Antiochus was King of Commagene,
a tiny kingdom strategically placed on the Euphrates, bordered by the Roman Empire on the west and the Parthian Empire on the east. Using diplomatic and military skills, he kept both the Romans and the Parthians at bay, and protected the sovereignty of his kingdom. To shore up his rule, he declared himself to be a god, and to commemorate himself built a magnificent hierothesium (combined temple and tomb), called the Throne of the Gods, at the top of Mt. Nemrut. There is an eastern and a western terrace, and between them there is a 50 metre high man-made summit of crushed rock. Both terraces included 8 metre tall stone statues of various gods, including Antiochus – due to earthquakes, the heads of the statues on the eastern and the complete statutes on the western terrace have tumbled.
Up and Up
We start our trip up the mountain at 6:30 a.m., well after sunrise. Most tourists leave much earlier, to experience sunrise at the top. We can drive most of the way up, a long, tortuous route, but must walk up the last 500 metres. As we go up we are passed by tour bus after tour bus coming down, and when we get to the top we discover the virtue of the late start, as we are the only people at the summit. The view over the valley, including the Euphrates, is amazing, but the site itself is more so. I wander the site, thinking of the labour required to construct this place, on the top of this forbidding, windswept mountain, and the conceptual and engineering ingenuity required to plan and execute it. Over 2,000 years after Antiochus died and almost as long after his tiny kingdom was conquered by and absorbed into the Roman Empire, Mt. Nemrut stands as a beautiful and powerful reminder of a brilliant, if somewhat egotistical, leader.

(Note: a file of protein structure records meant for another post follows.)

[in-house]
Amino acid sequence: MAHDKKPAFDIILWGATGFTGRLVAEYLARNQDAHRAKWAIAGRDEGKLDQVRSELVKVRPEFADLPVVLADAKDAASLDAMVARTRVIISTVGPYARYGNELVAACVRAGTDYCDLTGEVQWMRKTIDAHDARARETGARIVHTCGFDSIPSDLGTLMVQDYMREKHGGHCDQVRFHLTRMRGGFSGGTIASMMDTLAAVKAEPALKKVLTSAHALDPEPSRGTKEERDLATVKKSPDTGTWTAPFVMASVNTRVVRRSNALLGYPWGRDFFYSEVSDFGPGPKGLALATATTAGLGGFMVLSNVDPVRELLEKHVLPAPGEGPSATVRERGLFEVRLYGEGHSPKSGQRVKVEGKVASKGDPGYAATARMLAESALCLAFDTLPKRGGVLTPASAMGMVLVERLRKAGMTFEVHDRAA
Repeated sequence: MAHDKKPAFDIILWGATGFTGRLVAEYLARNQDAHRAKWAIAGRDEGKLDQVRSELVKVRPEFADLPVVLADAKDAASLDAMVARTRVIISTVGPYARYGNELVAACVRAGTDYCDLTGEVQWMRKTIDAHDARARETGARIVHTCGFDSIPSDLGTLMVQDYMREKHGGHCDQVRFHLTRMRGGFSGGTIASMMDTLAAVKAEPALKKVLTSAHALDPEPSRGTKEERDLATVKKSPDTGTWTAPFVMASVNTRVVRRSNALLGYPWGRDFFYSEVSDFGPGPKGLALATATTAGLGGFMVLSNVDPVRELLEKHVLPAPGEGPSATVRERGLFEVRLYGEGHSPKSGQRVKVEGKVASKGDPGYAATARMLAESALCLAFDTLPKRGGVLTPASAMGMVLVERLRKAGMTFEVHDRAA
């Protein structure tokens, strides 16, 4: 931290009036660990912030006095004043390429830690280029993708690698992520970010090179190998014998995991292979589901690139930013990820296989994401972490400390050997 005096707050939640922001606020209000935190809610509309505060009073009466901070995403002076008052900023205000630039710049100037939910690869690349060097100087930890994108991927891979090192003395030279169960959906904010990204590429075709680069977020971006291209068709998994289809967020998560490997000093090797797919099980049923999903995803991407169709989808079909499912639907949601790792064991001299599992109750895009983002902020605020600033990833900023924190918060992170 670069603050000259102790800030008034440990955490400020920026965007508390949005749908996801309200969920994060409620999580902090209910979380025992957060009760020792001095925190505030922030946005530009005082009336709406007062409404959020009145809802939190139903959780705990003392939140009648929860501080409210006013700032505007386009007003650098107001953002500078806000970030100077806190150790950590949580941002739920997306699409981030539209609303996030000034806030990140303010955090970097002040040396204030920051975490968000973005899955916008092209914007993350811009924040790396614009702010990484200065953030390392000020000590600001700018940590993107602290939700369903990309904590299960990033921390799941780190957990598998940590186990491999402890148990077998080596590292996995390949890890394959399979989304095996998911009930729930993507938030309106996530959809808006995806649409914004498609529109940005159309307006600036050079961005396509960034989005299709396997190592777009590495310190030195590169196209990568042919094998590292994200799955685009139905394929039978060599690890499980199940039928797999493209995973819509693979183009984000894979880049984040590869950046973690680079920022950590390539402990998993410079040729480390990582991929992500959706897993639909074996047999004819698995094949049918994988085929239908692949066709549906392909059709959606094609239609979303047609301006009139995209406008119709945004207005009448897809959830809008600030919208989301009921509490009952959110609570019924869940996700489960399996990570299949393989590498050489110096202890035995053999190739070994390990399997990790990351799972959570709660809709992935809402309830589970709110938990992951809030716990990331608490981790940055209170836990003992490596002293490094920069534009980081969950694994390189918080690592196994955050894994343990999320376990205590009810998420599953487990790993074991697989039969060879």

Crossing the Euphrates
From Mt. Nemrut, we head off to Sanliurfa, a 3 hour drive south, crossing as we go the Euphrates, crossing into Upper Mesopotamia. Sanliurfa means “Glorious Urfa” – it was renamed after the residents defeated an attempted invasion by the French shortly after the end of WWI. It is also known as the City of Prophets, for it is famed as the birthplace of Abraham, the city in which he was immolated by the Assyrian King Nimrod and where God saved him by turning the fire into water and the coals into fish. Our first stop is the town’s main mosque, originally built as a Crusader church. We walk through town, visiting the covered bazaar, the cave in which Abraham was born, and the sacred pool that was created when the fire was turned to water. It is full of huge carp, who sit at the surface with their mouths open – they have been well-trained by the hordes of pilgrims, who buy fish pellets and feed them.
A Final Dinner Together
After naps and showers, we head out for our final dinner together. Tomorrow, the group separates. We go to the Press Club, a private club Haluk has managed to get us into, for our meal, and dine under the stars on the roof terrace.
We stay long after the meal is over, chatting and reminiscing about the trip, each one talking of his or her favourite part, not wanting the evening to end.